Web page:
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Posts Tagged ‘mean girls’

Starting School Without Being Afraid Of Bullies

Tuesday, August 7th, 2012

Starting School Without Being Afraid Of Bullies

Teaching children proper protocol for handling school bullies is a complex issue today. Increasingly, parents find themselves trying to protect their children from bullying personalities and worry about their child’s safety. Ultimately, it is children who must cope with the difficulties of exposure to unacceptable bully behavior. Parents need to reduce their child’s fears before they can help them avoid problems with bullies.

There are several points to consider so children can start school without fear of bullies:
1. Address children’s’ fears
2. Provide safety guidelines
3. Clarify Children’s’ Options
4. Teach Bully Awareness

1. Address Children’s’ Fears
The most important aspect of providing a child with quality of life is to help them live with less fear. Discuss their fears openly and with understanding.

2. Provide Safety Guidelines
Children need to know when they are in danger. Most important is their need to know how to protect themselves from bullies.

3. Clarify Children’s’ Options
When they are exposed to a bully, children need to think first about their options. Help your child to know the options available to them to protect themselves and to insure their safety.

4. Teach Bully Awareness
Children need to be sensitized to aggressive behavior that goes beyond the bounds of normal. They need to be taught to identify what constitutes bullying.

Reducing the sting of the fear of bullies helps children recognize their own strengths. Help children to build a healthy sense of self-confidence and self-identity. They do this by reinforcing their sense of community and affability with others in their social networks. Children who build strong bonds of friendship are less likely to be targets of bullies. The axiom, “There is safety in numbers,” should be pointed out to children so they understand the importance of their personal friendships as a unifying part of their lives.

Inevitably, every child faces a bully sooner or later. Preparing a child for this possibility may prevent a serious situation. Expose them to books and venues that reinforce their preparation for a bullying episode. Less fearful, self-confident children who are fully oriented to their options may still recoil from a bully. With regular support and awareness, children will survive a bullying episode and know the proper methods to protect themselves.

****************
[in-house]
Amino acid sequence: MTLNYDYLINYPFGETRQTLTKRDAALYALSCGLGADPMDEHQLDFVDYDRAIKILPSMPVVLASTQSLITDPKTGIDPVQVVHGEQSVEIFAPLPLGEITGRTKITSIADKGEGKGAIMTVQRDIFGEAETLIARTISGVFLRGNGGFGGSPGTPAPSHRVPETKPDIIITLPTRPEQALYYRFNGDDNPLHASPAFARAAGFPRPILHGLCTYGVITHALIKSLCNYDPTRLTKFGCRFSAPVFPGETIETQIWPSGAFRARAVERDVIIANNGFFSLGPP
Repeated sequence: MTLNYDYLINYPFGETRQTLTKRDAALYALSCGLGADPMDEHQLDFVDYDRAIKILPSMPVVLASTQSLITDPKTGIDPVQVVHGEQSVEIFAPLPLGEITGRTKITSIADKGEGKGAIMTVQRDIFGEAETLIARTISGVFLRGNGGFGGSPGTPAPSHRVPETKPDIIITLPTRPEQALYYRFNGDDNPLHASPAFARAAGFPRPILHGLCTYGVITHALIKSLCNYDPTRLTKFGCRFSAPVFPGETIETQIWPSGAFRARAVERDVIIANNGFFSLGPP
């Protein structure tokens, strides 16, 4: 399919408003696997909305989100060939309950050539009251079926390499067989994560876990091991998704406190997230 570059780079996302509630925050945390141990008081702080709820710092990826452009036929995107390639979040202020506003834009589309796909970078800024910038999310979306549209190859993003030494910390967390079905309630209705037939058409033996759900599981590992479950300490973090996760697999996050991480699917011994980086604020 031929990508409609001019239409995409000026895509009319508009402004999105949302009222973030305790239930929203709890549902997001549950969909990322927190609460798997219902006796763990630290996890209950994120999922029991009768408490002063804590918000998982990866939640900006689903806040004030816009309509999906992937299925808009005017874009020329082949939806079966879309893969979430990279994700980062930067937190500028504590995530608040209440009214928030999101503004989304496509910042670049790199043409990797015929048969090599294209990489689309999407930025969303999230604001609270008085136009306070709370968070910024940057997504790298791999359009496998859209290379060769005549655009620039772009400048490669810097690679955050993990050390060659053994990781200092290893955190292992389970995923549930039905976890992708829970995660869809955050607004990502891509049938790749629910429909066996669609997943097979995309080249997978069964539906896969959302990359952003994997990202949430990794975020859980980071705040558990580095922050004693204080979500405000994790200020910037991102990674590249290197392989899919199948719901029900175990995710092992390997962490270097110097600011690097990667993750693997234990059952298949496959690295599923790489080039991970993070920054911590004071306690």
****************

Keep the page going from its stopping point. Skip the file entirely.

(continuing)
It’s important to point out to children that a school bully is just a child like them. The menacing behavior of a bully is less dangerous when the bully realizes other children are prepared to isolate aggressive behavior and report their bullying. A bully may not express concern for his/her unacceptable behavior. When consequences for that behavior are consistent, bullying can be less of a problem.

 

About the Author:

 

This guest post is contributed by Debra Johnson, blogger and editor of full time nanny.

She welcomes your comments at her email Id: – jdebra84 @ gmail.com.

 

Mean Girls Cliques

Wednesday, October 13th, 2010

“Tween” girls, those who are between 9 to 12 usually form some kind of an informal group or club.  Adults call it a clique, a french word for coterie, which means a close very exclusive and selective group of friends and members.  There is often the odd girl out of the group or favor of the Queen Bee and her troop of Wannabees.

The popular girls are not necessarily the nicest and most welcoming into the clique.  They may not even be the most well liked.  They are, however, the most feared and obeyed.  Girls of this age can be extremely cruel in the way they exclude those they feel are social liabilities or deserve to be punished.

Tween and teen girls need to belong to a group or clique. It is scary to be alone and they want to fit in. but at what costs?

Girls need to belong

During this vulnerable time of changing hormones and transitions in middle school, most girls feel too vulnerable to face the word alone and need the security of the group to provide strength and a sense of belonging.  Much like the playground politics where younger kids learn the unspoken rules of conduct and  who is the ‘head honcho’ this is the way that girls learn what is expected of them, in dress, attitude and performance.

Scary to be alone

When girls find their group and are accepted into the clique, they seem to relax. They know they will have someone to eat lunch with and to call after school. They know that the group will tell them if their hair is too short or the jeans need to be tighter.  In a group, girls can observe boys and giggle about them safely.  Most girls feel too vulnerable to face the halls of school, the mall or life without the protection and guidance of the group.